We’ve read more than enough articles and quotes about that thing called writer’s block and how to overcome it. But what if you’re experiencing is not a “simple” case of the block? What if, maybe without realizing it, you’re in a rut, the reason for which is deeper than you might know?
Of course, if it’s depression – more than a case of the blues – then it’s a whole different story. You will probably need professional help to sort that out.
If, however, it’s just the blues, or whatever you want to call it, and it’s interfering with your work, how do you get out of that funk?
I realize that we all have different ways of dealing with things, but here are some things I’ve found to be effective in getting me back on track.
Talk to someone.
A real person, preferably face to face. I say real person and not yourself or your
imaginary best buddy. I don’t want to generalize, but I think work at home writers tend to be solitary people and don’t get to interact face to face with others enough.
I’m probably the epitome of this stereotype, and while I usually have to force myself to talk to someone, I find that it does help. Now, actually making myself do it is something else.
Write, but about something that is totally NOT for work.
This is something I don’t do often as well, but I would love to have more time to do so. I’ve tried journaling but I’m so erratic when it comes to this. I have a personal blog, and that serves as my mental and emotional playground when I’m in a rut. I write about whatever is bothering me, or whatever is making me happy at the moment – it doesn’t matter what. Writing is indeed cathartic and if it doesn’t come with the pressure that work brings, it’s even better.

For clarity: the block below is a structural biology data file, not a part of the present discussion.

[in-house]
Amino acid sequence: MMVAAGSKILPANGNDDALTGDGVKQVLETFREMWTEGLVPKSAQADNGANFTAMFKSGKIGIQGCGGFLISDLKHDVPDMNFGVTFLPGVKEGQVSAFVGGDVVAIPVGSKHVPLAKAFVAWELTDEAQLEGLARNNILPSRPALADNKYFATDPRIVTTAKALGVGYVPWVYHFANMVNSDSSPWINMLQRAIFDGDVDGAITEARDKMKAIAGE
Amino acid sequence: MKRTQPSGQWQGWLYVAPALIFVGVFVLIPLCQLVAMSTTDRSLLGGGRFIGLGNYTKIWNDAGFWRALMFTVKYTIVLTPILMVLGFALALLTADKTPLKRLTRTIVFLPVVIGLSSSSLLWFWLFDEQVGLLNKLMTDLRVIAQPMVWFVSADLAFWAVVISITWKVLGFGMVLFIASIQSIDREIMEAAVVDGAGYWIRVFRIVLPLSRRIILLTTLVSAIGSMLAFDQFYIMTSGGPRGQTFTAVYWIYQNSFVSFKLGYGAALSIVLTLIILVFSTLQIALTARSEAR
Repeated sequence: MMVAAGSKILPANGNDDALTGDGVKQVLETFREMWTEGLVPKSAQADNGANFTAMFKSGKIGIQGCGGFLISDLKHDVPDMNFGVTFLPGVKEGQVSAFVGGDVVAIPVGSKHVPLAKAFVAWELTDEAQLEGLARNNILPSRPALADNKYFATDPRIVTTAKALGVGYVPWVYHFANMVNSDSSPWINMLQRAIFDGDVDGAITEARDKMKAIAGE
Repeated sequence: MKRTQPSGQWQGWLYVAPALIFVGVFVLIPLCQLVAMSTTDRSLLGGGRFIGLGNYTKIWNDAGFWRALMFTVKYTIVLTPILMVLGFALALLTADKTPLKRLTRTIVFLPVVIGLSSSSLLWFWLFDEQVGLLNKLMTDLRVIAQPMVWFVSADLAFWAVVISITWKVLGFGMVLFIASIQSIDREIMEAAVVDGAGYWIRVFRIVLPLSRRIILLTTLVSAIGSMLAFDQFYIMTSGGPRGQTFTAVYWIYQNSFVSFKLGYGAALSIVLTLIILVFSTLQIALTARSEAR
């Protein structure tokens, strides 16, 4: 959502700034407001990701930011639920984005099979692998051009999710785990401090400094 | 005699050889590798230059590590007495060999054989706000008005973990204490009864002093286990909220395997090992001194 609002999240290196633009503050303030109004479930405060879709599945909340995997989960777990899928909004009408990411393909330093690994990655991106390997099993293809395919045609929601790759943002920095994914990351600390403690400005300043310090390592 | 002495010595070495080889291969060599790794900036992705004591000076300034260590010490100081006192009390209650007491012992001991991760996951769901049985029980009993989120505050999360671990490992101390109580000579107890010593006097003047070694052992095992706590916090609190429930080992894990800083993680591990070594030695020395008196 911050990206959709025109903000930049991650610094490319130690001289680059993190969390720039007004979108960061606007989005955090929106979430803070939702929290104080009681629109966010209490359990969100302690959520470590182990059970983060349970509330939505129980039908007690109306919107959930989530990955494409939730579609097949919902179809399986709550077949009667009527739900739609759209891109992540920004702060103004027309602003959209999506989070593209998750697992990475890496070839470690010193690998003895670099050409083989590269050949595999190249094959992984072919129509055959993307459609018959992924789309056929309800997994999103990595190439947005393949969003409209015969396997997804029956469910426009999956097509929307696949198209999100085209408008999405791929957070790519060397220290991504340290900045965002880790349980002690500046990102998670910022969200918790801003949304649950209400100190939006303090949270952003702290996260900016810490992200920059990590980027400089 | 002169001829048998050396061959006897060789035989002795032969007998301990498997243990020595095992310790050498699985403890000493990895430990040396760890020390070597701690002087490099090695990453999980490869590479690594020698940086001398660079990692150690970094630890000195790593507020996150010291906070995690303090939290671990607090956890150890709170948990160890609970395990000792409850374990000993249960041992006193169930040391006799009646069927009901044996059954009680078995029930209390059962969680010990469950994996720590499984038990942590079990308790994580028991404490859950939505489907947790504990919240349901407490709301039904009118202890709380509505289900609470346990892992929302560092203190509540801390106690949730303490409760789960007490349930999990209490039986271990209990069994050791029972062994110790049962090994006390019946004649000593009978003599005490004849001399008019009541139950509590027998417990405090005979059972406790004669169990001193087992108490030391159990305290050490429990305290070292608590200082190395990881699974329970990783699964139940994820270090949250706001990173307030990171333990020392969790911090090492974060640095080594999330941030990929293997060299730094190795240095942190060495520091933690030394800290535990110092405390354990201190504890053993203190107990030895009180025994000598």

Get off your bum!
Yes, I am preaching to myself. You probably know by now that going out, for me, is a rarity. Still, I cannot lie and say that it doesn’t help me get my mood up. It doesn’t even have to be a “work outside thing”.
I find that a quick trip to the supermarket is therapeutic. Taking a short walk – 30 minutes tops – also helps. Endorphins and all that. Going window shopping also helps sometimes, if that helps. Actually buying something you want (and can afford) works even more!
These are the three things that almost always gets me out of a rut. Sometimes, though, nothing but a good, long sleep will do.
What are your proven pickmeuppers? Share them in the comments. Maybe we can learn from each other!
Toni Star says
There are several things that get me out of a rut: walking, taking a break and resting for 15-20 minutes, shopping–if I can, or doing some baking.
Noemi Tasarra-Twigg says
Everyone says go walk…and I know it works once I actually do it. The first step, as they say, is always the toughest!
Remember how much student debt I have…
Nothing like the throbbing pain and fear of debt to get one properly motivated…
Noemi Tasarra-Twigg says
That should work for me, too!